To fix gaps in budget, state might cut integral financial aid program
For over a month, legislators in Sacramento have been debating California’s financial future, working to balance the 2009-2010 state budget.
But some of the proposed cuts hit too close to home for California’s higher education students.
Among the myriad of proposed cuts being tossed around in Sacramento is a proposal from Governor Arnold Schwarzenegger that would eliminate new Cal Grants from being issued in the 2009-2010 fiscal year, effectively phasing out the program by 2011.
Should the proposal to pass, it would result in a cut of [grants?] $201 million in the 2009-2010 fiscal year and $478 million in the 2010-2011 fiscal year, according to a press release from the University of California Student Association (UCSA).
At UC Santa Cruz, the elimination of the Cal Grant program “would be a significant loss,” said Ann Draper, the director of financial aid at UCSC.
“Currently about 4,000 UCSC students receive Cal Grants and the total amount UCSC students received in 2008-09 was about $26 million. It represents 1/3 of total grant aid UCSC students receive,” she said.
The cuts to the Cal Grant go beyond just those students whom receive aid from the program.
“Eliminating the Cal Grant program would affect all students who receive grant support since UC, federal and state grants are pooled to ensure students of equal financial means receive similar grant awards at UC campuses,” Draper said. “About 7,000 undergraduates – roughly half of our undergraduates- receive grant support at UC Santa Cruz. All of these students would be impacted.”
Matthew Palm, the Commissioner of Academic Affairs (CAA) for the Student Union Assembly (SUA), believes it’s “hard to overestimate” the impact these cuts could have on UCSC students. “Cal Grants are one of the most effective programs,” Palm said referring to the efficacy of the program at getting students financial aid.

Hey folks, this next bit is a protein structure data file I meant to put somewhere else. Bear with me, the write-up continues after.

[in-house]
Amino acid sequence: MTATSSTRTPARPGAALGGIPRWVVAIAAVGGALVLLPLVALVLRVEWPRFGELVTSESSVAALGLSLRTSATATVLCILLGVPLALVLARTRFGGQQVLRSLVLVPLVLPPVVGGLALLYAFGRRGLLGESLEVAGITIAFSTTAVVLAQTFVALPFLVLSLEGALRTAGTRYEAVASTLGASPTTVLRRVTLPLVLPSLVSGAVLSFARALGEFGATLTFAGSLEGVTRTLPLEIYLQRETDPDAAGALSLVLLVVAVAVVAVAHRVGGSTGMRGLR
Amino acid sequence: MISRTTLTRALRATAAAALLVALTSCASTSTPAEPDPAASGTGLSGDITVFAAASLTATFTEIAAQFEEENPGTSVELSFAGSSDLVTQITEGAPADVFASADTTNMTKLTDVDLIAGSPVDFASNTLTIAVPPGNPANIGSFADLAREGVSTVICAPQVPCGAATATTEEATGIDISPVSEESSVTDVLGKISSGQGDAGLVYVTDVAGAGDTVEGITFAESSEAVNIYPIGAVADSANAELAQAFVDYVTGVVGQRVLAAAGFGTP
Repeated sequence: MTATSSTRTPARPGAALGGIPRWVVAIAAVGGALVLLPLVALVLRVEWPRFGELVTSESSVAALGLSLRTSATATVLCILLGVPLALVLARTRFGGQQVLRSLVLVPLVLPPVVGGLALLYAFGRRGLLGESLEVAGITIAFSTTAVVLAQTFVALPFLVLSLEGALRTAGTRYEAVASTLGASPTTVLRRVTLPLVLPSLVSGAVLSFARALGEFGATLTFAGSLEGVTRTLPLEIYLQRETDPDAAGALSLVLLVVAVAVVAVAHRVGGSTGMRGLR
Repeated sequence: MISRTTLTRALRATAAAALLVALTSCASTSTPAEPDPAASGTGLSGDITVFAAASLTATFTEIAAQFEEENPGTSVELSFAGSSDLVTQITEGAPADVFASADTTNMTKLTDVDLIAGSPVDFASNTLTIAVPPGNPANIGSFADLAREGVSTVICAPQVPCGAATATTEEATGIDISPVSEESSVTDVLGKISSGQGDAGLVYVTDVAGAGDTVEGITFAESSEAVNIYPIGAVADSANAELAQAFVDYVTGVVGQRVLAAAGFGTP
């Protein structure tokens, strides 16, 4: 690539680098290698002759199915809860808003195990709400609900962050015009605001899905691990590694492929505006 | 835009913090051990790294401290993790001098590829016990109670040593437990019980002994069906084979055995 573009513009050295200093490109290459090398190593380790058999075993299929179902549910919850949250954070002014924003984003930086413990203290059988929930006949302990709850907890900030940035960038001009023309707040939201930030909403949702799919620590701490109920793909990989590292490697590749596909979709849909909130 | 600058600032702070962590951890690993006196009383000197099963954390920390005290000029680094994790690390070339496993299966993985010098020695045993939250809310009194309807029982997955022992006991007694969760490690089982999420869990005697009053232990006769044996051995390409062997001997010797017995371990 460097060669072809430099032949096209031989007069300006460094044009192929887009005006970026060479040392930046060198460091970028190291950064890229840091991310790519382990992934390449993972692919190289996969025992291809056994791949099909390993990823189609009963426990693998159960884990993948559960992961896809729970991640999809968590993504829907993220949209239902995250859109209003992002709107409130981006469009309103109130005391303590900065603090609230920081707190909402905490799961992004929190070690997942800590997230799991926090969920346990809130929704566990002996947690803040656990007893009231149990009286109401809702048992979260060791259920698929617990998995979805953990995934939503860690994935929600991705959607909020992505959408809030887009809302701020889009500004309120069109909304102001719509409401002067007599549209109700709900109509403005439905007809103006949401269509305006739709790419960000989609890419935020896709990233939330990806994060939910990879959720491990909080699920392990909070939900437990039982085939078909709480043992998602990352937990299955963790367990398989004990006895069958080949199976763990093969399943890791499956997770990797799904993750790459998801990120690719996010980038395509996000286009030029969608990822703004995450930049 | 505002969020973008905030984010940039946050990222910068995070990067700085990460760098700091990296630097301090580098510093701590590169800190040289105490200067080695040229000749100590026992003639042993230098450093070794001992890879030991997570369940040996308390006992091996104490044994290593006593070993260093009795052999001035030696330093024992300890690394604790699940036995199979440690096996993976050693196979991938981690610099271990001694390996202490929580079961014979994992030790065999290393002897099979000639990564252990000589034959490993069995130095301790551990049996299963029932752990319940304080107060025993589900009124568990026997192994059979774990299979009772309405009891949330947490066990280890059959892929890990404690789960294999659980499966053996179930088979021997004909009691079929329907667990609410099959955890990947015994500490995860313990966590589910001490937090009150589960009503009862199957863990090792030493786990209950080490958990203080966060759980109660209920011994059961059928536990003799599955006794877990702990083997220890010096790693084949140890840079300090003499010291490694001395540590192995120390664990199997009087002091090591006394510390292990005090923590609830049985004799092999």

Unfortunately, options for replacing the Cal Grant remain limited. “There are no viable alternatives to offset the loss of this critical source of aid funding,” Draper said. “For reference, campus and private scholarships currently provide less than $6 million annually for our students. It would take several years and a significant effort to replace this loss.”
Palm also saw dramatic effects resulting from the slashing of Cal Grants.
“Without Cal Grants, people would be taking out a lot more loans,” he said. “Hopefully people won’t be dropping out.”
While it is unclear how long it will take for legislators in Sacramento to come to a consensus on the state budget, it is clear that the Cal Grant does have its share of supporters in the state legislature.
“We’re fighting like hell to protect it,” said Assemblymember Bill Monning (D-Santa Cruz/Monterey/Santa Clara). “Education is the future of this state and its economy.”
Monning, along with many of his Democratic colleagues, has voiced support over keeping the Cal Grant program intact. Their general proposal, however, remains under fire by Schwarzenegger and Republican leaders, whom oppose the introduction of any new taxes in this draft of the budget.
Yet the harsh reality is California’s $24 billion deficit needs to be closed somehow. “There’s no program immune from cuts,” Monning said. “There’s no magic wand, there’s no magic piggy bank.”
While lawmakers tackle the budget in Sacramento, Palm said that is will come down to how much pressure students put on the state legislature.
Both he and Draper urge students who wish to keep the Cal Grant program intact to contact their local state representatives. “We know we can do it,” Palm said. “We just gotta make it happen.”